Demand for Amphora pottery has waned in the last two decades.
This large Art Nouveau bust (left) was made by the Riessner, Stellmacher & Kessel Amphora pottery factory, circa 1896. The pottery was located in what once was Turn-Teplitz, Bohemia Austria, but is now part of the Czech Republic. This pottery is best known for its Art Nouveau-style pieces, which reached their peak of popularity circa 1900 but remained in production until World War I.
The Art Nouveau movement was based on forms found in nature, a completely new art rather than another rehash of previous historical styles like Gothic, Jacobean, Renaissance or Rococo Revival styles that came before it.
Art Nouveau made use of sinuous design motifs such as morning glories, grapevines, exotic florals, ethereal feminine forms and organic whiplash curves. The style was used in all forms of decorative art in addition to furniture and architecture, but it was very short-lived due to the outbreak of World War I in 1914. Even then, it was already in decline.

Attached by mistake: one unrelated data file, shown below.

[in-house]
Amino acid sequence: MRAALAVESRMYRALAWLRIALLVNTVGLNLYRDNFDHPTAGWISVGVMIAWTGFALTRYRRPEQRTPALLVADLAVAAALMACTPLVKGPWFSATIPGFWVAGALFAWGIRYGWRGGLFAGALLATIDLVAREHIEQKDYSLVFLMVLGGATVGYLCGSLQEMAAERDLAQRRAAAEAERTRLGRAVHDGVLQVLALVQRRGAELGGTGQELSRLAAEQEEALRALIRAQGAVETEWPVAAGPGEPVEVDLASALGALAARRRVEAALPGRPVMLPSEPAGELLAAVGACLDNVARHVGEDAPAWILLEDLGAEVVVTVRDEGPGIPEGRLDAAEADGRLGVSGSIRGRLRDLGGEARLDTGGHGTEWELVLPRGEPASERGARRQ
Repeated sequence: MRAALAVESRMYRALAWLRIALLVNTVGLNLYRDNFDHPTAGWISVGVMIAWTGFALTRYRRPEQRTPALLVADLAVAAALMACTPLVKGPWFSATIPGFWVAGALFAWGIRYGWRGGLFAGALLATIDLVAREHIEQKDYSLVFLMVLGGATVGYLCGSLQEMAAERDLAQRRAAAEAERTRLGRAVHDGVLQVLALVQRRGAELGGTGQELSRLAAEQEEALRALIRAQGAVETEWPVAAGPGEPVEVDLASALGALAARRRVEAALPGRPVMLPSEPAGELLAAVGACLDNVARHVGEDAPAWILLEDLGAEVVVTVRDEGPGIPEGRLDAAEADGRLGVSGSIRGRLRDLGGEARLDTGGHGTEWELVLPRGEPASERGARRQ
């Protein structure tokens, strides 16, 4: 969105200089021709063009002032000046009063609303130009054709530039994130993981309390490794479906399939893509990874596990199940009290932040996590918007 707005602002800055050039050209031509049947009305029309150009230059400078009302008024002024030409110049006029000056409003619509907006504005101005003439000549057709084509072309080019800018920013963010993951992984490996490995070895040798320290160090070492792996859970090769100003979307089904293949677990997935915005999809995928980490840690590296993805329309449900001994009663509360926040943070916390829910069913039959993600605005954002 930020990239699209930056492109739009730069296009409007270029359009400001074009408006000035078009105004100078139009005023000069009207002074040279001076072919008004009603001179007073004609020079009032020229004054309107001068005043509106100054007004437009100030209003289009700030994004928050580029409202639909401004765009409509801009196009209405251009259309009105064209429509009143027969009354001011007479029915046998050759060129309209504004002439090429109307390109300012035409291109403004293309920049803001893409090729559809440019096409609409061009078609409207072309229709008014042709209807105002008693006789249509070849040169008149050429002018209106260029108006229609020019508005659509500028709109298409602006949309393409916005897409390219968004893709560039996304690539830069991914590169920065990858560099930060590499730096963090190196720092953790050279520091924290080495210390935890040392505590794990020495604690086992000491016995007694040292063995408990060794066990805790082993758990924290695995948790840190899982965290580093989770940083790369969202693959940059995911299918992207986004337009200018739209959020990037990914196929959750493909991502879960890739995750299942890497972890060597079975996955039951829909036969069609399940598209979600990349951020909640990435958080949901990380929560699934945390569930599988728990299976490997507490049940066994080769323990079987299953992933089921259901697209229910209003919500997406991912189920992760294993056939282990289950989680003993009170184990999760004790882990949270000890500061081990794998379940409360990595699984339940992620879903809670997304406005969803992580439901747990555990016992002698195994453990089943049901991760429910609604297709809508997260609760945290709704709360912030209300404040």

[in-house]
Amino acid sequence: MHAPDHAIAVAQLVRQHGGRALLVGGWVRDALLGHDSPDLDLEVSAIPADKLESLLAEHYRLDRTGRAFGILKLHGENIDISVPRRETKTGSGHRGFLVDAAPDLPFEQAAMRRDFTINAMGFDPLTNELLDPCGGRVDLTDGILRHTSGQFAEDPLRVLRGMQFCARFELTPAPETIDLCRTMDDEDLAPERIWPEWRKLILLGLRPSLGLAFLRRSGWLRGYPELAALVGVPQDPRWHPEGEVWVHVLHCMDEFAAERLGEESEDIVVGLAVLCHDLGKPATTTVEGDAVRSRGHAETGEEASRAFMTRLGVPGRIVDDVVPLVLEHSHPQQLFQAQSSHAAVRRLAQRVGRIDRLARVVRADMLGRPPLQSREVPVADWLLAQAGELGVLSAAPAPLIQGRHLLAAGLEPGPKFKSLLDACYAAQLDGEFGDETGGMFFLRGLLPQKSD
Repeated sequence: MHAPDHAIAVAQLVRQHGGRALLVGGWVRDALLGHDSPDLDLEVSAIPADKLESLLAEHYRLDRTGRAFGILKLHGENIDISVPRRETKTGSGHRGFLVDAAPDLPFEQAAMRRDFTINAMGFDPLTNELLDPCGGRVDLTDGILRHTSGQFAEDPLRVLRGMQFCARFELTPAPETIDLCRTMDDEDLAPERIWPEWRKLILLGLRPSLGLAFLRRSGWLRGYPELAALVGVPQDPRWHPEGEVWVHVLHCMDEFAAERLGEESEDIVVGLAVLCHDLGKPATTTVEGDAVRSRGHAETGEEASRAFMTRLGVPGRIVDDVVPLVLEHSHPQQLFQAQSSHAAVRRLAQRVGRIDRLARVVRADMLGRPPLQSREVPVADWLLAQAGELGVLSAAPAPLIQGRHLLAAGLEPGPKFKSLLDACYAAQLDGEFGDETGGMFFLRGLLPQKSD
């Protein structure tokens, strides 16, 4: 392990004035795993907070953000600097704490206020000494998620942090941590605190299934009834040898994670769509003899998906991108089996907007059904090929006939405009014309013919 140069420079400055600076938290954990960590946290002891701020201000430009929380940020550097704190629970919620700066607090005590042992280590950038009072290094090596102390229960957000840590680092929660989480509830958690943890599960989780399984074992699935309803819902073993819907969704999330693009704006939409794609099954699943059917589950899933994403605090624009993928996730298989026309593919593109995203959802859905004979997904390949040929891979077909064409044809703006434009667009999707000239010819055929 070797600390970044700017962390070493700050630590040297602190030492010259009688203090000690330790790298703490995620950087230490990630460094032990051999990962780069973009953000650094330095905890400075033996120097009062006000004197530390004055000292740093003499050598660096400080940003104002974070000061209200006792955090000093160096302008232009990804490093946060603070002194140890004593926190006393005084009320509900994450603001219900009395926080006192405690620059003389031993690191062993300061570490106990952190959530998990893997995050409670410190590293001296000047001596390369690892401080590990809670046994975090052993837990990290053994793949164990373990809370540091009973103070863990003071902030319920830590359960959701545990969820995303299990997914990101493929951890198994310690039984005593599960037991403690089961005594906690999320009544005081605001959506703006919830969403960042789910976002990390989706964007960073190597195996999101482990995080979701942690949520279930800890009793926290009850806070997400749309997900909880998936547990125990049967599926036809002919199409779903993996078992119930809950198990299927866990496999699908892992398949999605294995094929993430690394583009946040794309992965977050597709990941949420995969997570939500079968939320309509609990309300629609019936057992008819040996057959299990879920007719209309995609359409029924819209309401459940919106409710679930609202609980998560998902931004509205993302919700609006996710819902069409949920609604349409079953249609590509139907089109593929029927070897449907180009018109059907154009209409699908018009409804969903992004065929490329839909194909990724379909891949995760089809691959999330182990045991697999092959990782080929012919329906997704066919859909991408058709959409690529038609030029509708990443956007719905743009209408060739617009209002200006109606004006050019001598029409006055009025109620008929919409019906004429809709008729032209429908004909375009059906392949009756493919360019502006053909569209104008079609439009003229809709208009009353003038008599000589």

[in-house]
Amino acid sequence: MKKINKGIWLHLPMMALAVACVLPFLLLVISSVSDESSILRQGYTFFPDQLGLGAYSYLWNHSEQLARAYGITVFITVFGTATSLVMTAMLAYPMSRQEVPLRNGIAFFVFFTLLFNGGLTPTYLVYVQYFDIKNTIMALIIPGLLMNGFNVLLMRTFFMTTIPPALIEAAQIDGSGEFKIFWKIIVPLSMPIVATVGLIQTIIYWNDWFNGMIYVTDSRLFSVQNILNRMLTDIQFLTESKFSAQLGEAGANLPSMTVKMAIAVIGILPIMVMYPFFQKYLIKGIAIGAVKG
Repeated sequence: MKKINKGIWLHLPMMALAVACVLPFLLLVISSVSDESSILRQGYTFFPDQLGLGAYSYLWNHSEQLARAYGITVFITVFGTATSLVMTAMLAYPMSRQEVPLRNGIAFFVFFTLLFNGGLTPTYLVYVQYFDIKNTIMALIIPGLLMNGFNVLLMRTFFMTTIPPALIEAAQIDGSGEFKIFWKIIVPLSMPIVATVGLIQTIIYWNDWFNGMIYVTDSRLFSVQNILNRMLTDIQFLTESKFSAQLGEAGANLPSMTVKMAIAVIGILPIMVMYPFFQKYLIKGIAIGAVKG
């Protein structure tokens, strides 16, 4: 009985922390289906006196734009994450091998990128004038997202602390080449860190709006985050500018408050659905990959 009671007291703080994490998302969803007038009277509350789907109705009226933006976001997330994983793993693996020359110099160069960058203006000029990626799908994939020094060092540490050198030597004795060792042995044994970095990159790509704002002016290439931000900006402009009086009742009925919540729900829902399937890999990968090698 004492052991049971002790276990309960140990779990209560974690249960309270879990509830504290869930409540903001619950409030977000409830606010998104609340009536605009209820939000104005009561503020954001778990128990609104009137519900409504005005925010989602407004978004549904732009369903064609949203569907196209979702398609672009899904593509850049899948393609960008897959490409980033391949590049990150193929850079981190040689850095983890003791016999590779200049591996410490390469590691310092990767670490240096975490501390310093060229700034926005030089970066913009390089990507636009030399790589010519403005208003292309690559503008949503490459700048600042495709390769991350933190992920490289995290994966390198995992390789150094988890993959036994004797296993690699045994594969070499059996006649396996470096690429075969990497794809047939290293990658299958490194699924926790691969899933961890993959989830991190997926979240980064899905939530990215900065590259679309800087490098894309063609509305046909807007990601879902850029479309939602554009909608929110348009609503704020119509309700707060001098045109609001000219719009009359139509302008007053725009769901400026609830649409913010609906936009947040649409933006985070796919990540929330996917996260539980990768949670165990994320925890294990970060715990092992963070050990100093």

This mark identifies pieces made by the Riessner, Stellmacher & Kessel company.
The Riessner, Stellmacher & Kessel company was founded in 1892,
the “RstK.” mark being initials of all three owners. The marking was
changed in 1905 after Eduard Stellmacher left his partners to form his
own company. The company’s name changed again in 1910, when Kessel left, to Amphora Works Riessner. The name remained until the company closed in 1945.
Demand for Amphora pottery in the Art Nouveau style rose dramatically in value from the 1980s through the 1990s, but it has since declined from its late-20th-century highs.
Mike Wilcox, of Wilcox & Hall Appraisers, is a Worthologist who specializes in Art Nouveau and the Arts and Craft movement.
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